Publisher: Farcountry Press
When the Unabomber suspect was arrested at a cabin outside Lincoln, Montana, in 1996 no one was more surprised than his neighbor of 25 years, Chris Waits. Now Waits, whom ABC News described as the ''man who knew him best,'' has stepped forward with his significant portrait of Kaczynski. He teamed with veteran Montana newsman Dave Shors to write a riveting story about the secret years in Lincoln. Waits was the only person who could tell this story, which includes a compelling mix of personal observations. Waits shares copies of Kaczynski documents and personal journals obtained from the FBI, most of which have never been published before.
Author: Randall Sullivan
Publisher: Grove/Atlantic, Inc.
Acclaimed journalist Randall Sullivan follows Russell Poole, a highly decorated LAPD detective who in 1997 was called to investigate a controversial cop-on-cop shooting, eventually to discover that the officer killed was tied to Marion “Suge” Knight’s notorious gangsta rap label, Death Row Records. During his investigation, Poole came to realize that a growing cadre of black officers were allied not only with Death Row, but with the murderous Bloods street gang. And incredibly, Poole began to uncover evidence that at least some of these “gangsta cops” may have been involved in the murders of rap superstars Notorious B.I.G. and Tupac Shakur. Igniting a firestorm of controversy in the music industry and the Los Angeles media, the hardcover publication of LAbyrinth helped to prompt two lawsuits against the LAPD (one brought by the widow and mother of Notorious B.I.G., the other brought by Poole himself) that may finally bring this story completely out of the shadows.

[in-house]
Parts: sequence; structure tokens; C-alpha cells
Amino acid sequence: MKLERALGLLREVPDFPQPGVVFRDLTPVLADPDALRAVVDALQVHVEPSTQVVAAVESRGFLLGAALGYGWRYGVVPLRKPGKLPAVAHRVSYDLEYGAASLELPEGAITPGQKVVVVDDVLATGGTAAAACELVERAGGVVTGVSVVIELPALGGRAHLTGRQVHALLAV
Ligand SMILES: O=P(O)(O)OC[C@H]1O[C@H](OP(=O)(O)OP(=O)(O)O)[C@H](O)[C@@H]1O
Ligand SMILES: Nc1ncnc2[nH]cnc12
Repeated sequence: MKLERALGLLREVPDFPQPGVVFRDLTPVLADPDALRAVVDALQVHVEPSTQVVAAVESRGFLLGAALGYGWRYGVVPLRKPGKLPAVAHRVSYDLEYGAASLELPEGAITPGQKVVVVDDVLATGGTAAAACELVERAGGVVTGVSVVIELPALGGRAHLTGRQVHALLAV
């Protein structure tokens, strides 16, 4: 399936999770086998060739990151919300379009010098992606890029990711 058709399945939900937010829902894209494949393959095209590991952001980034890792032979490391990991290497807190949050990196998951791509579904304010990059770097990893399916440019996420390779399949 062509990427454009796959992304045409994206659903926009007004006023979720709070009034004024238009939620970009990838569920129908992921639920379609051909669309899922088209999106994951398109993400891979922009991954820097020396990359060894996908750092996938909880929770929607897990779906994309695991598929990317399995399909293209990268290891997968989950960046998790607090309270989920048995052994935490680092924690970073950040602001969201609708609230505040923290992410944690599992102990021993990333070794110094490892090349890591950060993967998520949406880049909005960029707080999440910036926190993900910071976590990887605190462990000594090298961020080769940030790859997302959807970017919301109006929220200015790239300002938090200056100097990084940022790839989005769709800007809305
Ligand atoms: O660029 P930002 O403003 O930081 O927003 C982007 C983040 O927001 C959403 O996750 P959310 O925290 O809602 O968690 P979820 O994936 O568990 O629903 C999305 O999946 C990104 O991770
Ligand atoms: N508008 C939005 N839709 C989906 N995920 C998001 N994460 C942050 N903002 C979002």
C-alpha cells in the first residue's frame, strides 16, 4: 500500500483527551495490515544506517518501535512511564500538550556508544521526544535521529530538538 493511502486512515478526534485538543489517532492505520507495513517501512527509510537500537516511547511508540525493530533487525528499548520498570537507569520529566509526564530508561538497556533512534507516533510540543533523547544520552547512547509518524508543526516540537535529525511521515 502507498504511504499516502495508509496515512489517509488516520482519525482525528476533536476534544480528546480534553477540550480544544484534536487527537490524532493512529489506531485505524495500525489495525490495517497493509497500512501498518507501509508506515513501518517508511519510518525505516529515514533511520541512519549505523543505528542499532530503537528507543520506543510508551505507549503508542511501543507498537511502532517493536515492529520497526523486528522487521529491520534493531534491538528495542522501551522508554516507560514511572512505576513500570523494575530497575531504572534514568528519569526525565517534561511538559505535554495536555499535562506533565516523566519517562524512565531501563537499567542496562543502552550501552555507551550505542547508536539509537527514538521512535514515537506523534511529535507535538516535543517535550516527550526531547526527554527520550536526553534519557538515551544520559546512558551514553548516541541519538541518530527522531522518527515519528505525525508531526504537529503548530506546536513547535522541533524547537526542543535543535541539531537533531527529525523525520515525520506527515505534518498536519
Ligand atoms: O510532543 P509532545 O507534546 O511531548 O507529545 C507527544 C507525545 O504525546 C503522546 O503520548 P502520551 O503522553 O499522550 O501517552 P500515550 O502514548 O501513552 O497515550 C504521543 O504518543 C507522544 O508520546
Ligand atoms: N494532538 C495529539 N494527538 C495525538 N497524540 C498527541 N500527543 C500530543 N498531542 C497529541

The Woman Destroyed
Author: Simone de Beauvoir
First published in 1967, this book consists of three short novellas on the theme of women's vulnerability _ in the first, to the process of ageing, in the second to loneliness, and, in the third, to the growing indifference of a loved one.
Hail to the Chin